The three-term mayor was elected in 2001, after serving as a Memorial Park District Commissioner for 20 years and as a village trustee for six. When Frank ran for re-election in April, he let it be known it was because many of his goals for Bellwood have yet to be met. Those who truly know Frank know that he will always have new and improved goals for his adopted town. Frank is known as doer, an elected official who accomplished tasks and then tackles the next challenge.
Both of Mayor Pasquale’s parents came from Abruzzo. He and his wife, Vivian, moved to Bellwood from Chicago in 1963. Frank saw a diamond in the rough in Bellwood due to its close proximity to the City of Chicago and O’Hare Airport, which made it a perfect place to live and raise a family.
Bellwood’s location prompted the mayor to believe the best is yet to come for this village of less than 20,000 residents. Like the rest of the nation, the recent economic downturn hit the near western suburbs hard, but to the mayor’s credit, no services were cut or workers laid off in Bellwood. He also submitted a balanced budget for the last two years as well as lowered Bellwood taxes. Those who have followed Mayor Pasquale’s political career are not surprised by his leadership, talent and of his success in Bellwood.
Before his posts in government, Mayor Pasquale spent the majority of his adult life as an educator, serving as a director of guidance and counseling at St. Joseph High School in Westchester, St. Patrick High School in Chicago and an instructor at Wright College in Chicago. He also worked at Chicago State University as a part-time consultant in the corrections program and as an instructor. He has always been highly respected and successful in each of these stages in his professional career.
Mayor Pasquale earned a bachelor of science in secondary education, a master’s in guidance and counseling and a doctorate of education in behavioral science. His passion for learning has been instrumental in making GED classes available to Bellwood residents through Triton College and bachelor’s and master’s degree programs available through Benedictine University.
Mayor Pasquale is comfortable being compared to the stereotypical small town mayor. “I love having the reputation of someone that residents can simply pick up their phones and call about a problem.” He has an open-door policy and views himself as not a politician, but a friend.
Melrose Park Mayor Ron Serpico says, “Frank exemplifies a leader that not only has the best interest of his municipality and at heart, but just as importantly, he works tirelessly for the region.”
An example of his leadership skills as well as his tenacity, his strong will and motivation “to get things done” can be seen in one of the most vital government projects in Proviso Township, the 25th Avenue grade/ bridge separation. As the current chairman of the West Cook Railroad Relocation and Development Authority, Mayor Pasquale never gave up on the hope of securing funding to build a bridge over the Union Pacific railroad tracks on the border of Bellwood and Melrose Park. Almost everyone in the western suburbs has experienced the delays caused by the at-grade crossing. The constant delays due to the hundreds of freight and commuter trains that travel that line daily has stalled economic development along that 25th Avenue for decades. His determination and hard work paid off when the project received full funding. The projected completion in the fall of 2016 of the bridge will see daily commuter traffic increase from 21,000 to 55,000 autos. This significant increase will make 25th Avenue desirable to developers and retail users that currently overlook 25th Avenue as a retail road. Revitalizing 25th Avenue will benefit all the municipalities along that route, not only Melrose Park and Bellwood. Obviously, Mayor Pasquale gets things done.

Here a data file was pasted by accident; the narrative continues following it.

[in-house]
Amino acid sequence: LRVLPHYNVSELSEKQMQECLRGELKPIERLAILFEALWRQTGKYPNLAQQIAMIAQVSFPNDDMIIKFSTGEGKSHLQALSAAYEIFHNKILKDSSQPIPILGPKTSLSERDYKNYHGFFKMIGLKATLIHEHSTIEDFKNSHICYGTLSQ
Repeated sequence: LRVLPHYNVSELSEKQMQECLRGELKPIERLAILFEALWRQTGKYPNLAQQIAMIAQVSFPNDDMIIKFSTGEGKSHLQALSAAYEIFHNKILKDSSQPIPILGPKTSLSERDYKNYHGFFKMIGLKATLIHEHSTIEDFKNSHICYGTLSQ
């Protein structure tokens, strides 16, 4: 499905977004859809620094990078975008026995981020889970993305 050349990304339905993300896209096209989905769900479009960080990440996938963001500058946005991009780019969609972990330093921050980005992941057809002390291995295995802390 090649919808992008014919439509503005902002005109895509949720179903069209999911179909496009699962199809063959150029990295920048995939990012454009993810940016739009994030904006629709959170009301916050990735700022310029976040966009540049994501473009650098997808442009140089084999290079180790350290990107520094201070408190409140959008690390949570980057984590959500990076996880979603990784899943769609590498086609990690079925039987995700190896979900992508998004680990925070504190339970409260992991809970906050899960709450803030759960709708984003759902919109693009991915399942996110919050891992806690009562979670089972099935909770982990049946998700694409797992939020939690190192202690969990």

Frank has also served as the chairman of the Addison Creek Restoration Commission. That political body’s sole (consisting of seven towns along Addison Creek) mission is the reduction of flooding that has caused residents and municipalities millions of dollars in personal and real property damage. While the entire county suffers from severe flooding, the leadership and effort by the commission has led to the Metropolitan Water Reclamation District of Greater Chicago to invest $150 million in addressing the issues along Addison Creek. That figure represents 25 percent of the district’s entire budget for such issues, while the seven towns are only a tiny fraction of the districts overall jurisdiction. Frank has been one of the truly active and dedicated members of the commission who worked to get this accomplished.
Once completed, the project will greatly reduce flooding in the region, which will eliminate the need for flood insurance for some residents and increase property values. These are but two extraordinary accomplishments by this driven, talented leader from out ethic community.
Mayor Pasquale and his wife have two adult children, Maria and Frank Jr.